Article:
R: This is your route and in many cases, it is cleared as filed, so make sure that you have a copy of the routing you filed. Sometimes, ATC will specify that the clearance is a full route clearance, in which case it can be quite lengthy on a long flight. If the pilot should have any question on the route, they can ask ATC for a full route clearance.
A: This is the altitude that you are expected to fly. The reason the lower altitude is being specified is that they want to keep you low until you are radar identified. Should there be a radio or communications failure, it is important to climb to the higher altitude at the time specified, so write down your departure time. In the case of lost communications, it is also the pilot’s responsibility to fly the altitude specified unless there is a higher minimum enroute altitude (MEA) for the route. When flying off airways, this is a minimum safe altitude (MSA). Should you have a change in the MEA, you begin the climb at the fix specified as the change point; however, if it is a minimum crossing altitude (MCA), the climb should begin to cross the fix at the altitude specified.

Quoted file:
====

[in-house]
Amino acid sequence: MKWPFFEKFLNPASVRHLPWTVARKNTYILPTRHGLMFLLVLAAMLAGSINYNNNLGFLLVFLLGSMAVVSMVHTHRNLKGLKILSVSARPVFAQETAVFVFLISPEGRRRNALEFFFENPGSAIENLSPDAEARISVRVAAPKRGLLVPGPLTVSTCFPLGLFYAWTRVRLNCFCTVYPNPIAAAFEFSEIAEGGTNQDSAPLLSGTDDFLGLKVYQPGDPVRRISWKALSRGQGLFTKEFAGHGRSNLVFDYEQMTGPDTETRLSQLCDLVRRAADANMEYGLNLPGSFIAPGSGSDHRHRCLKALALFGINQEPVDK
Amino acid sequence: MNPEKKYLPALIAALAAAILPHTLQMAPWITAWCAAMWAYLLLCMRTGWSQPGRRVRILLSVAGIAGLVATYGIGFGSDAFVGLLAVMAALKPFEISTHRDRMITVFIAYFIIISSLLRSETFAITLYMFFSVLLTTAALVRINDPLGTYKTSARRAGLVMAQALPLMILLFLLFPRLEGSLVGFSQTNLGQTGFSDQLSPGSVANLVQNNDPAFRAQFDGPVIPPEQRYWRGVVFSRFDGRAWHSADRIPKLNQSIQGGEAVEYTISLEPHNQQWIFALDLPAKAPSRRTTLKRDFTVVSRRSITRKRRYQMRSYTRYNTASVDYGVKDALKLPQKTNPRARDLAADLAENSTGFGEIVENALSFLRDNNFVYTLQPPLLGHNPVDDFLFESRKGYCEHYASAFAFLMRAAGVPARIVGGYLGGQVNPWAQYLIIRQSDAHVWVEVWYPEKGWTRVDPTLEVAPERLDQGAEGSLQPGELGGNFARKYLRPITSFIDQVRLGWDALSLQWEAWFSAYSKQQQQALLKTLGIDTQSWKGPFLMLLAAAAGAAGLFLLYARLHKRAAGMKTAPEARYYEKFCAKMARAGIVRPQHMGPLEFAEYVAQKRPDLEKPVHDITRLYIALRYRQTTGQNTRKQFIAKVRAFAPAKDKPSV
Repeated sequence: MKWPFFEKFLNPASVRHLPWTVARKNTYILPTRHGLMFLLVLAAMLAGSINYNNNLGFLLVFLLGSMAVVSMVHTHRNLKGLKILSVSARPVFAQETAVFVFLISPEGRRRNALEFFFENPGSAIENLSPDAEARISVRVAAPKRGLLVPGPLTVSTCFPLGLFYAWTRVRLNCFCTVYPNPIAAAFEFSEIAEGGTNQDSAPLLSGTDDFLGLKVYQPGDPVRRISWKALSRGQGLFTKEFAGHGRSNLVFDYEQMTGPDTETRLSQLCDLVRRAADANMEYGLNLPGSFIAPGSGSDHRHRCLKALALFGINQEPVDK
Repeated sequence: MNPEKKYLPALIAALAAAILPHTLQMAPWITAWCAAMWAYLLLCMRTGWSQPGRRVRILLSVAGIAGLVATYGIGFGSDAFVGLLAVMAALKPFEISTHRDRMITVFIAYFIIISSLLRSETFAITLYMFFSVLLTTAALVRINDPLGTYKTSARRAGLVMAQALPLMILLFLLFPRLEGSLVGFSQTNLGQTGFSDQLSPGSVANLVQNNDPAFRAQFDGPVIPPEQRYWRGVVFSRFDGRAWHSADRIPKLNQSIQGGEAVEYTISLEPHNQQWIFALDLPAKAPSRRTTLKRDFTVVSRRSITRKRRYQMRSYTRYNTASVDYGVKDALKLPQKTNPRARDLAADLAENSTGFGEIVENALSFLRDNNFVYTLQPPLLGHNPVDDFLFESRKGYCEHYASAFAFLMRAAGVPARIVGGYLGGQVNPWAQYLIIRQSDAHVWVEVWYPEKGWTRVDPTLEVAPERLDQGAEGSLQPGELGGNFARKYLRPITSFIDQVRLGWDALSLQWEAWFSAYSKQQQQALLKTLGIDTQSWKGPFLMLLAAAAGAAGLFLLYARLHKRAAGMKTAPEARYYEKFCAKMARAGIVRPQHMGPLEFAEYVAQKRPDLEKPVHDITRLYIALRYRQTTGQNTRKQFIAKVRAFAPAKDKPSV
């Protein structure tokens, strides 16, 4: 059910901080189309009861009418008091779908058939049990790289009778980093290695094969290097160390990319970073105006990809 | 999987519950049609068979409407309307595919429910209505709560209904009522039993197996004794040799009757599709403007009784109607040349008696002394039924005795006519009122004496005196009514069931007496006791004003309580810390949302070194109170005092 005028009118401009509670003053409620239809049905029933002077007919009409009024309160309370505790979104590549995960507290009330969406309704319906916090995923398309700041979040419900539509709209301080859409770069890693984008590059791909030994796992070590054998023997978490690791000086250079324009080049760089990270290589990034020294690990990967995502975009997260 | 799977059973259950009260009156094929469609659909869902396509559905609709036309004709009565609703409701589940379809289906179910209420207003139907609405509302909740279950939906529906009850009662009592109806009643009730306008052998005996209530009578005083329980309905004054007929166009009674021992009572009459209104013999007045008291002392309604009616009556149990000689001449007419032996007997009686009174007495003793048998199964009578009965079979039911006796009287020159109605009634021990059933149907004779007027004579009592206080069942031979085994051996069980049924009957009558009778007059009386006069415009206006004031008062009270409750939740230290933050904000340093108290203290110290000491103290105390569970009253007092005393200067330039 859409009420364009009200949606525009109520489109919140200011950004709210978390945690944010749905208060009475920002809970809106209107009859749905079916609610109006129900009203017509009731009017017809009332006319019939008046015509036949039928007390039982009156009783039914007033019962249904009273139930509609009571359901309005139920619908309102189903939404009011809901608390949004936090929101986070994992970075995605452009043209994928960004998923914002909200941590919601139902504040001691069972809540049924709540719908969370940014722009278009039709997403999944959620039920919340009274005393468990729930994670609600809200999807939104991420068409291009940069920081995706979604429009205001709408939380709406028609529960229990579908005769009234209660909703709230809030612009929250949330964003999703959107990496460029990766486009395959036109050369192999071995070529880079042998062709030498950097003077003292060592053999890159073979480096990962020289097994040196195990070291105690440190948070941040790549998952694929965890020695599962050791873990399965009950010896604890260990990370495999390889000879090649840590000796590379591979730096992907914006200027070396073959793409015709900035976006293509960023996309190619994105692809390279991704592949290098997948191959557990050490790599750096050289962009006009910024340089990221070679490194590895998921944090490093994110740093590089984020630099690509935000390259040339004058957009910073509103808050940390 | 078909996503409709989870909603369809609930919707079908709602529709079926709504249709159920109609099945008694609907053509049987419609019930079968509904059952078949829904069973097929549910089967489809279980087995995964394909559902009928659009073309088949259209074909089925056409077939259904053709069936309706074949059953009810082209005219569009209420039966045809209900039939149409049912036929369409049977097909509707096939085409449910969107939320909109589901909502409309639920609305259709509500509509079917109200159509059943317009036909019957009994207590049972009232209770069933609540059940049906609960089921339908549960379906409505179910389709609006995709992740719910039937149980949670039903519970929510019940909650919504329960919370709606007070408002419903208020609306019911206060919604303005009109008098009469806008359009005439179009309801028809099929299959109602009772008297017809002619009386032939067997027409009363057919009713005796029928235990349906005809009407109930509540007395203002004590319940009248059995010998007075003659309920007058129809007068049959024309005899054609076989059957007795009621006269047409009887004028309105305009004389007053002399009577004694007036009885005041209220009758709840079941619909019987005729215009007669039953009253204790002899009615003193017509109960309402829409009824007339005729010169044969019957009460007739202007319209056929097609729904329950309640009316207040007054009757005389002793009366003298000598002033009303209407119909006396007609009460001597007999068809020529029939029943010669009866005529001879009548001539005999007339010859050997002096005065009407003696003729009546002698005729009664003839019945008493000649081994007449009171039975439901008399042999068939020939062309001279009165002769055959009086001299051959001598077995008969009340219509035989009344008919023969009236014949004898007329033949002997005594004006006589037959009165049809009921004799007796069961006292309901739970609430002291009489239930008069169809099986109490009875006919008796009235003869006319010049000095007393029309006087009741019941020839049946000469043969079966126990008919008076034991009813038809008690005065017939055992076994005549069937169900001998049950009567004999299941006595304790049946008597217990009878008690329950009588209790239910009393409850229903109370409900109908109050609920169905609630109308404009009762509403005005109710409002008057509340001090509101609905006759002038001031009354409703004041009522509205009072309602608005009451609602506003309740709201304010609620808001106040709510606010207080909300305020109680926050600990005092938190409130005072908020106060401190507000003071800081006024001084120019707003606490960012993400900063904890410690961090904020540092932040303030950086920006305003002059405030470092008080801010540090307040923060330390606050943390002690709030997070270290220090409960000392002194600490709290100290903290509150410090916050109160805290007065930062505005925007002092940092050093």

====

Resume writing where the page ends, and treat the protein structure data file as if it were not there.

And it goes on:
F: This is the frequency to make your first contact once airborne. Should the departure be from a tower-controlled airport, a frequency may not be given or given later (rare), or it may be given so you can have it in your standby radio. The tower will tell the pilot when to switch frequencies after departure.
T: Transponder squawk code should be put in the box and activated.